Curmudgeon Gamer
Curmudgeoning all games equally.
18 January 2007
Death of the Rhino
What bothers me most about the death of Rhino Games is a kind of cultural loss. Not that Rhino was any proponent of videogame culture, necessarily, but the very existence of NES games on the shelves at least acknowledged that videogames go back further than six years. With Rhino gone, the oldest console games for sale in my city will be from the October 2000 launch of the PlayStation 2. Everything before that might as well not exist.

When I moved to my current city I knew of three independent game shops, each of which had many games for older systems for sale somewhere. In a one hour trip around town I could find games for:
  • Atari 2600
  • Atari 5200
  • Atari 7800
  • Atari Lynx
  • Atari Jaguar
  • Sega Master System
  • Sega Genesis
  • Sega CD
  • Sega 32X
  • Sega Saturn
  • Sega Dreamcast
  • Sega Game Gear
  • Sony PlayStation
  • NES
  • SNES
  • N64
  • TurboGrafx 16
Like visiting a good used book shop, I could be surprised by something old -- but new to me -- on the shelves. I might see a game I never knew existed before (like Tyrants for the Genesis, which I later found out had a clone of Sinistar hidden in it) or a game I'd wanted to buy for a long time (like Sim City for the SNES). The prices were sometimes too rich for my tastes, but at least I had the option of buying there if I wanted to.

Sadly, all of those shops have closed in the last two years. Only empty strip mall husks remain, empty wire shelves and a few stray game promotion posters still attached to the walls.

In the meantime I could deal with the missing Atari stuff as long as I had a Rhino games to visit. From the NES forward, they seemed to stock most everything that interested me. I tried to find what I wanted there before going to the bigger stores, and I know for sure that I bought several new PSP games there at full price.

With Rhino gone, the time horizon for console games has been moved up to the year 2000. It will be as if nothing before the PlayStation 2 ever existed*. A kid walking into a GameStop today wouldn't know about the original Earthworm Jim or happen to see Goldeneye 007 on the shelves and be curious enough to try it out. The store's focus on only the most profitable games, the newest ones, will necessarily limit the consumer's focus on those same games.

To me that's a loss, not just personally but for the whole culture that's grown up around videogames.

* It is worth noting that GameStop/EB Games stores still seem to stock classic Game Boy and Game Boy Color games. So something from before October 2000 is in the stores, but it's limited to a very small corner of the Game Boy/DS used game case.

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--Matt Matthews at 09:50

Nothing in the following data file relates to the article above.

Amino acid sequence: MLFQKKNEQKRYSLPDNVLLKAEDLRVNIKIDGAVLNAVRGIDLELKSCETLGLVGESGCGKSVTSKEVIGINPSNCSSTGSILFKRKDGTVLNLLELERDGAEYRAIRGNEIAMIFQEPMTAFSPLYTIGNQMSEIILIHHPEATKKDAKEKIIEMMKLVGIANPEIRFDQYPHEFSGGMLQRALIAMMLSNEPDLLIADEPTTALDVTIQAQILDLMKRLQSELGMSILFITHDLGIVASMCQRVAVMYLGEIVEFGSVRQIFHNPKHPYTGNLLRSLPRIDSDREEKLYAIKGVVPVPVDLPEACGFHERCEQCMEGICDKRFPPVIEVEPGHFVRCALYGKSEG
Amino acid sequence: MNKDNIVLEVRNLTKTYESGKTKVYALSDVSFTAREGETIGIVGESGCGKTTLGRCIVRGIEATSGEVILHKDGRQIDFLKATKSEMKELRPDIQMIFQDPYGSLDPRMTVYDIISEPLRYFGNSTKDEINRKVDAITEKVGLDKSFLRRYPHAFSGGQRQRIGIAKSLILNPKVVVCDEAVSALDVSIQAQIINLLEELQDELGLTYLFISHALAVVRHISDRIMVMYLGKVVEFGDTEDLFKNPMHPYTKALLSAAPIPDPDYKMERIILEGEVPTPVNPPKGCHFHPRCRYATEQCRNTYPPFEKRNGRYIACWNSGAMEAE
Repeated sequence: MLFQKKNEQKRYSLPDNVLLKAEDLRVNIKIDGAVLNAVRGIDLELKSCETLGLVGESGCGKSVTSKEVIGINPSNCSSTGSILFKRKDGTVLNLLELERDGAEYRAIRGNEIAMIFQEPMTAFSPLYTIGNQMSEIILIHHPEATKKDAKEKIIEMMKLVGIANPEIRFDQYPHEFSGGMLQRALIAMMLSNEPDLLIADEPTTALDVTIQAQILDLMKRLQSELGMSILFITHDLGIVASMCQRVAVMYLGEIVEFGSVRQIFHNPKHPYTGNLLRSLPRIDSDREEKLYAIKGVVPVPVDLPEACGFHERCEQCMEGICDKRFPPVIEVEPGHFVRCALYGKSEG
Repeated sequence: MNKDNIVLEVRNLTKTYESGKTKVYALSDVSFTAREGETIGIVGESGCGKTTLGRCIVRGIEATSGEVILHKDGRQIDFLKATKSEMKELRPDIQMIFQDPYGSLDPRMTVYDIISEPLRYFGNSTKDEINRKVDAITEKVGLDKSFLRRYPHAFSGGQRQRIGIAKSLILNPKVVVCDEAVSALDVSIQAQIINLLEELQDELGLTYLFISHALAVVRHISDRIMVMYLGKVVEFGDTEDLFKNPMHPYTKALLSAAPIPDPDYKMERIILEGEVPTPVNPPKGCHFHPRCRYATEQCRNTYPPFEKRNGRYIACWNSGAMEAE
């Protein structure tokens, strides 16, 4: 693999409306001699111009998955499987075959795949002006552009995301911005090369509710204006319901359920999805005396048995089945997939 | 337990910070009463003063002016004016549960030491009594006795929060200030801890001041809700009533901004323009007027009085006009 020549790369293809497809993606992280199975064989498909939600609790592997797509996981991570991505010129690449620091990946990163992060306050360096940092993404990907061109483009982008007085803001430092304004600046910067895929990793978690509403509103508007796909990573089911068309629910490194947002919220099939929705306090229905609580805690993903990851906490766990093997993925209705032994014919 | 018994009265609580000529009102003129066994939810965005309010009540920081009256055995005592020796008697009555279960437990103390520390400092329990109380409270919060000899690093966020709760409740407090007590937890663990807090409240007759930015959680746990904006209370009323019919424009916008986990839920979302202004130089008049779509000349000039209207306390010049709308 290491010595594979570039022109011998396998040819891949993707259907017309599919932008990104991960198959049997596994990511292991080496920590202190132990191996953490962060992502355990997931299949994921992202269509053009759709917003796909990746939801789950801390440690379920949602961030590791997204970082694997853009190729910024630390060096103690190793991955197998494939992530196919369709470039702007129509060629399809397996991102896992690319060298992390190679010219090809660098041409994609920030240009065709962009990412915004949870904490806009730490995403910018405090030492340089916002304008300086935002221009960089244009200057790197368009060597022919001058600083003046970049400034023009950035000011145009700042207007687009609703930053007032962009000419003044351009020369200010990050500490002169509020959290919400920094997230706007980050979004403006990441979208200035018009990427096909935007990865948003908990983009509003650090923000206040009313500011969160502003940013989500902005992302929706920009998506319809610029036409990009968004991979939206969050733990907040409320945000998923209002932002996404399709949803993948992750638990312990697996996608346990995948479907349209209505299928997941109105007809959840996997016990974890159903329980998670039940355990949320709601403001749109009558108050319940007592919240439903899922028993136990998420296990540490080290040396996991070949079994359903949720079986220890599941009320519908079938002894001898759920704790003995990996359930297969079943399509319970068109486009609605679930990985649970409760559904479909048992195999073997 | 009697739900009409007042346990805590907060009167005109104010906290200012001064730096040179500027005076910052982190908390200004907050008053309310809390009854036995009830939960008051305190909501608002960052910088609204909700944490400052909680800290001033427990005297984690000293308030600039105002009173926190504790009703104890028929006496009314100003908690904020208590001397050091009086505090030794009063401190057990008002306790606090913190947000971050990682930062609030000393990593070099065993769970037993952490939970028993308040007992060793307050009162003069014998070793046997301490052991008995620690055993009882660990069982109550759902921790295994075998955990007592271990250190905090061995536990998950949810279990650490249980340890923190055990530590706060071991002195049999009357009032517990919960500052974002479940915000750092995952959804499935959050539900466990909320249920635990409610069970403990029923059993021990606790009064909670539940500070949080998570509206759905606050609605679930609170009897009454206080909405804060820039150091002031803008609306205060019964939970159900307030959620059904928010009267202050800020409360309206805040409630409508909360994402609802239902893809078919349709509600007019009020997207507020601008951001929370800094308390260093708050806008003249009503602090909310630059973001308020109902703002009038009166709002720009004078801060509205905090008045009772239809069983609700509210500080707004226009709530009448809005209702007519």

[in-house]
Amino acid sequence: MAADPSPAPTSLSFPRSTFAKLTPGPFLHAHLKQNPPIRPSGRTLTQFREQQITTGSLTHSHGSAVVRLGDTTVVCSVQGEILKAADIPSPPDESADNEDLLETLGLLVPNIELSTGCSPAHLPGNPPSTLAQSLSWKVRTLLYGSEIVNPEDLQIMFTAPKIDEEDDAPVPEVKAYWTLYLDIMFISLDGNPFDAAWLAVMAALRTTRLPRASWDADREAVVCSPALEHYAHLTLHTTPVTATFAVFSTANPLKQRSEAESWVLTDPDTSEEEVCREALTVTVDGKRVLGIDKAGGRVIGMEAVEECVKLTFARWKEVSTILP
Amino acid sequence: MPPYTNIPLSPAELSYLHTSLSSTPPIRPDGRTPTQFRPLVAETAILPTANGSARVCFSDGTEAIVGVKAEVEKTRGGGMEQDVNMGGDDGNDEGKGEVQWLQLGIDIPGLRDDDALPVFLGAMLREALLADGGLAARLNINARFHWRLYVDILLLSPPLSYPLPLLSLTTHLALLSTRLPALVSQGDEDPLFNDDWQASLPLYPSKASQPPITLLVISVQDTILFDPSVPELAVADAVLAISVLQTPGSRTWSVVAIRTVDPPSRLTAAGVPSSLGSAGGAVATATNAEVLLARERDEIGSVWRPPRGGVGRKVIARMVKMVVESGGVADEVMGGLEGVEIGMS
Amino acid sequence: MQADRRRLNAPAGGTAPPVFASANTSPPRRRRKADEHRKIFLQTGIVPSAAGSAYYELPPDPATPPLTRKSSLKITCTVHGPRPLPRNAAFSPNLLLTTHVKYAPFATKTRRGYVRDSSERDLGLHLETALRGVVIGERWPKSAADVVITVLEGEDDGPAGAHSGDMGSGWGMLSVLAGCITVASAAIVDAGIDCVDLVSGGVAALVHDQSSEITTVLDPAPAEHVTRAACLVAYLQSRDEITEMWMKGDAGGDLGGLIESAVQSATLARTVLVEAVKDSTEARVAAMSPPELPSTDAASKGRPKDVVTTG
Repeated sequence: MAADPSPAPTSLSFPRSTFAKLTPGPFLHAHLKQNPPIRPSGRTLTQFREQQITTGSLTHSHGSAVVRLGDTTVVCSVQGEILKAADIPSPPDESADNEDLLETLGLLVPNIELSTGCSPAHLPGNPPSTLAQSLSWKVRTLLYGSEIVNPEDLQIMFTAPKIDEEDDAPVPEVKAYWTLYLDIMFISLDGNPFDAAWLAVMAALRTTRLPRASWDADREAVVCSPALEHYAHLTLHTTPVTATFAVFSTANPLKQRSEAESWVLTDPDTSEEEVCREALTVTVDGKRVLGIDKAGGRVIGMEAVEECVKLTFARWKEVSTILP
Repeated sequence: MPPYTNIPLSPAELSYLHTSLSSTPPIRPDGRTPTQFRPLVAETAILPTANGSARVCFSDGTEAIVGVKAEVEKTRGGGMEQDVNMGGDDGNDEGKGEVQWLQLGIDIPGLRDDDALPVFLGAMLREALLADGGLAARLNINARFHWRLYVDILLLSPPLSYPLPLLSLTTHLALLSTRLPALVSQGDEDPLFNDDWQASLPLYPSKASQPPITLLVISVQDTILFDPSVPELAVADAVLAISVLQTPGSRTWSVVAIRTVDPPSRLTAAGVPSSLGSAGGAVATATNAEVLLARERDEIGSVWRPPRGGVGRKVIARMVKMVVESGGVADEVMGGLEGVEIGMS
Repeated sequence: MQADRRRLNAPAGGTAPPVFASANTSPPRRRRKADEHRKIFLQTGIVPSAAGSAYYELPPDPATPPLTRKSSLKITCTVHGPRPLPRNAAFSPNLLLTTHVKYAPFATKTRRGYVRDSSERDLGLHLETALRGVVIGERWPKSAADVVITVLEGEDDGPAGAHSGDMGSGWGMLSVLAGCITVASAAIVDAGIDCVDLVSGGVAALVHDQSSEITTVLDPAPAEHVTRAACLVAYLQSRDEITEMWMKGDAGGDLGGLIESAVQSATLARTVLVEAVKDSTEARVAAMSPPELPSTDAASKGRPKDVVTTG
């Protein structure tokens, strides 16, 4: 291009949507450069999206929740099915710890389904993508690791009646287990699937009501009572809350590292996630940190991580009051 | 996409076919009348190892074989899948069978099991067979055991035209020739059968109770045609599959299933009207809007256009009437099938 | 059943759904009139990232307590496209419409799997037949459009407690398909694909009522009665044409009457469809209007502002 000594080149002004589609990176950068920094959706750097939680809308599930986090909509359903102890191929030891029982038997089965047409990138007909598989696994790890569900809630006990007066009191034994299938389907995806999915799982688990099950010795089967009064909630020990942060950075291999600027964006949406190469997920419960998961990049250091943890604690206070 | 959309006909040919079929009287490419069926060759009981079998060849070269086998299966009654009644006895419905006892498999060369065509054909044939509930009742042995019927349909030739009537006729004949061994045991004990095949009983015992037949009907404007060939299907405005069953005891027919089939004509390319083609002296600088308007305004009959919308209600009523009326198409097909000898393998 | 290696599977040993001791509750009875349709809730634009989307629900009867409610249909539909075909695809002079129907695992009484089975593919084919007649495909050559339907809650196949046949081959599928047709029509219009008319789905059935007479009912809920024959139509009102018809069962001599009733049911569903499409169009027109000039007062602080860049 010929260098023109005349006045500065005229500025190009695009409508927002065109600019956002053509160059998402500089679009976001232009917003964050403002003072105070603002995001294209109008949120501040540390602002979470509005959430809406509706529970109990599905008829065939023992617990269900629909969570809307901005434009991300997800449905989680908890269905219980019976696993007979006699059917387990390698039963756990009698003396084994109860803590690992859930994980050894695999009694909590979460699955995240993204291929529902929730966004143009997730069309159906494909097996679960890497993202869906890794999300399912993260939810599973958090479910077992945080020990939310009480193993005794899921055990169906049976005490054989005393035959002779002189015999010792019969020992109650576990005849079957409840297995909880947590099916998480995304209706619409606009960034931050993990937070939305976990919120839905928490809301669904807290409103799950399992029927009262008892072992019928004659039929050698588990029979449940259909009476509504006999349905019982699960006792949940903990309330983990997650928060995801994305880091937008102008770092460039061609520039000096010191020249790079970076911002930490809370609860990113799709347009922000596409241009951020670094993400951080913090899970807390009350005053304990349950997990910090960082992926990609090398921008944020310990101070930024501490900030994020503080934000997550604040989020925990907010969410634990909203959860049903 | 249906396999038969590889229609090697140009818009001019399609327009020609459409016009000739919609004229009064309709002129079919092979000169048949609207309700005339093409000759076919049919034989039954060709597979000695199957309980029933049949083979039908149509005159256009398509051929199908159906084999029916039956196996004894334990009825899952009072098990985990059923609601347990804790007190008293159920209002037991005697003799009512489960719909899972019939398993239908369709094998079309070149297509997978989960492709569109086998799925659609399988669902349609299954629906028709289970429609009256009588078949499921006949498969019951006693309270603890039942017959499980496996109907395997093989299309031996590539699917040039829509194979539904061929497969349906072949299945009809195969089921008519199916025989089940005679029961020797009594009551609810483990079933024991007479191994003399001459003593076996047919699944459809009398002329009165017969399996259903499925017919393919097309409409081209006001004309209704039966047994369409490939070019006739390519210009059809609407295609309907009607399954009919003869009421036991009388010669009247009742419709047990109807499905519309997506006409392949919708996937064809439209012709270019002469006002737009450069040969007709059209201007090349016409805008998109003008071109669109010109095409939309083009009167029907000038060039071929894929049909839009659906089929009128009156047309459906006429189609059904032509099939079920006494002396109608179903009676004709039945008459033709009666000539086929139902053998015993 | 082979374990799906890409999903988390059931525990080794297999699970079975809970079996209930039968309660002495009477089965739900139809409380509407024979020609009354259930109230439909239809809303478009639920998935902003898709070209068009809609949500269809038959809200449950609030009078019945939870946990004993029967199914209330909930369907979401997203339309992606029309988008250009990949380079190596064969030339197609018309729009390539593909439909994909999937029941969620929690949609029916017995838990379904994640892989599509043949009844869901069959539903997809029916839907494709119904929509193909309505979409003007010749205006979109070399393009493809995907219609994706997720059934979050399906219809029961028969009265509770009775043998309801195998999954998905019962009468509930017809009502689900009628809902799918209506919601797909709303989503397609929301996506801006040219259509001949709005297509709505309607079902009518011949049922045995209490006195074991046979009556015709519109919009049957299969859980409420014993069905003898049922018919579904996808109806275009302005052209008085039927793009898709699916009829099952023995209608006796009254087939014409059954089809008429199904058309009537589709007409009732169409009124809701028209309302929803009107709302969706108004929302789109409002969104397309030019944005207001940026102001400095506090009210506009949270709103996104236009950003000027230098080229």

Comment [ 6 ]

Comments on this post:

No Game Crazy stores?
They stock nes, genesis, dreamcast, ps1 around here

By Blogger Zachary, at 18 January, 2007 11:49  

No. I saw one of those on a car trip in Fall 2006, but there are none here. I believe that's where I picked up Crazy Taxi 2 for the Dreamcast for under $5.

By Blogger jvm, at 18 January, 2007 11:57  

The nearest game crazy shop to me is 22 miles away, and I've never been to it.

But I live in New England, where local businesses continue to thrive, and national chains are frequently rebuffed completely, so I have an assortment of local game retailers to visit that are within 20 minutes or so.

By Blogger Jeremy, at 18 January, 2007 13:10  

Clearly, the problem is jvm. Or at least, he is typical of his type: the subset of people who look at pre-PS2 games in his geographical area is nearly subsumed by tightwads who aren't willing to spend double-digit dollars on their "culture". The economic result is inevitable. :)

Slightly more seriously, and tying this to rufbo's post about the WoW "virtual ghetto", high-tech entertainment is sold like movies and other "content" -- there's always new stuff out there, and you're expected to want (and pay for) the new.

It's only "culture" as it accumulates -- and not unlike the beginnings of other cultural artifacts, it accumulates as people are willing to spend money to preserve/hoard it.

A decade from now, we'll see whether enough usable videogame stuff is still around from the days of our youth to sustain the necessary retrospection. The outlook isn't good: videogames (especially console games) are closely tied to forced-obsolete hardware.

By Blogger Bob, at 24 January, 2007 01:43  

No Play N Trade? They stock everything that Rhino did, plus they do repairs.

By Blogger Aunt Debbie, at 09 May, 2008 21:24  

But what toy has made it in unaltered form from one generation (here I'll pretend a generation wrt toys is about 10-15 years) to the next that was created over the last 30 years? Your feeling of cultural shock wrt video games might evidence a bit of myopia -- unless you feel the same loss with every other toy as well, and then you've only yourself to blame for the sensitization.

Well, unless you're as down on capitalism's weakness as I am (and here I'd try to tie to Bob's comment on ghettos but can't quite do it gracefully), you'd only have yourself to blame. They'll all just trying to make a buck, bless their hearts.

By Blogger ruffin, at 09 May, 2008 23:07  

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